A pair of guilty verdicts were handed down on Friday afternoon by a Colleton County, South Carolina jury against two defendants charged with murder in connection with the 2019 death of 13-year-old Cristina Pangalangan of Walterboro, S.C.
Cristina died on August 5, 2019 after she was left unattended inside her mother’s 2012 Volkswagen Jetta for an estimated five hours – with temperatures within the vehicle climbing as high as 130 degrees. As first responders arrived on the scene and found the young girl non-responsive, Cristina’s mother Rita Pangalangan – a local school teacher – claimed she had only left her daughter in the car for a few minutes while she went inside her boyfriend’s home to get her cigarettes.
Rita Pangalangan claimed she and her boyfriend – 45-year-old Larry King, Jr. of Walterboro – found the girl locked inside the car.
Home security footage seized from the King’s home told a very different story. Specifically, it showed Pangalangan and King putting the Cristina in the vehicle at approximately 11:15 a.m. EDT and leaving her there for approximately an hour while they went inside King’s home. After checking on her briefly, the couple reentered King’s home where they stayed there for another three hours – at which point they departed the residence in King’s truck, leaving Cristina unattended in the vehicle for yet another hour.
That video footage – which was entered into evidence and shown in court this week – proved some of the most damning evidence against Pangalangan and King. In addition to showing King putting Cristina in the car, the footage showed the couple debating whether or not to break a window to gain access to her after discovering the keys were locked in the car.
Ultimately, they decided to do nothing except to call first responders – by which point it was too late.
Prior to the incident, the S.C. Department of Social Services (SCDSS) received multiple complaints against Rita Pangalangan – including one less than three months before her daughter died.
Cristina was born with developmental and intellectual disabilities so severe she was wheelchair bound and unable to communicate verbally. She required constant care. As S.C. fourteenth circuit solicitor Duffie Stone said, she was “completely dependent” on her mother – a former teacher of the year at a local school.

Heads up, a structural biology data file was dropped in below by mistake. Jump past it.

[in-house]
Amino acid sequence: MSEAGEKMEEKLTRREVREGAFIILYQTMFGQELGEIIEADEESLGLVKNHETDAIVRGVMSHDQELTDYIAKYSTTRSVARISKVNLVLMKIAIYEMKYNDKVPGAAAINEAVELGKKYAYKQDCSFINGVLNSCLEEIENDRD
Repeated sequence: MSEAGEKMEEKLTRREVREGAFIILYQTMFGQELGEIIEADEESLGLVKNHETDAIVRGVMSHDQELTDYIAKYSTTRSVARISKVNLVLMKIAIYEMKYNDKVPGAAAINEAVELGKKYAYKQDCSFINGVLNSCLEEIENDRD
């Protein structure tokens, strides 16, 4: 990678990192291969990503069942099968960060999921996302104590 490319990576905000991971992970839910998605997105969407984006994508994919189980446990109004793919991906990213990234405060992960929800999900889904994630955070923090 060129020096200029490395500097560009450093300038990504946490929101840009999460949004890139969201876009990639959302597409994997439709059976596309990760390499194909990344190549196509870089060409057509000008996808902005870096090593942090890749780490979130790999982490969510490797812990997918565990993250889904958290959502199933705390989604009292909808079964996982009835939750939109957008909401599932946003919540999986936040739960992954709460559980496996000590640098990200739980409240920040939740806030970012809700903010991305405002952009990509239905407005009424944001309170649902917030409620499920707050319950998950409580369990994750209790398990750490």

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What did King and Pangalangan do while Cristina sat in her mother’s Jetta? According to his testimony, they had sex and did meth. Rita Pangalangan was expected to take the stand on Friday, but decided against it at the last minute.
“She can’t scream and she can’t talk, but she can show emotion,” Stone said in his closing argument – emphasizing Cristina endured a “tortuous death of extreme pain and suffering.”
Murder by definition in South Carolina means the act is committed with malice. Defense attorneys argued that standard was not met.
John Loy, King’s attorney, said unlike Cristina’s mother he had no legal obligation to the child. He encouraged jurors to consider King separately and realize he committed no crime. Building on a comment Stone made – “they may have thought the air conditioner was on” – Loy said the very statement argued reasonable doubt, which would have been grounds for an acquittal.
Jurors were having none of it – returning guilty verdicts in less than three hours.
King was sentenced to 32 years in prison by S.C. circuit court judge Clifton Newman on his murder charge. Pangalangan was sentenced to 37 years in prison on her murder charge.
“Oh my God,” she said as the sentence was announced.
Prior to deliberations, Rita Pangalangan’s defense attorney – Dayne Phillips – made a motion for a mistrial, claiming the prosecution used inadmissible evidence to make their case and that the solicitor went too far in riling up the emotions of jurors in his closing arguments.
Judge Newman described the crime as “terrible, almost unimaginable.”
ABOUT THE AUTHOR …
Callie Lyons is a journalist, researcher, and author whose investigative work can be found in media outlets, publications, and documentaries all over the world – most recently in the Parisian newspaper Le Monde and a German documentary for ProSieben. Lyons also appears in Citizen Sleuth – a 2023 documentary exploring the genre of true crime.
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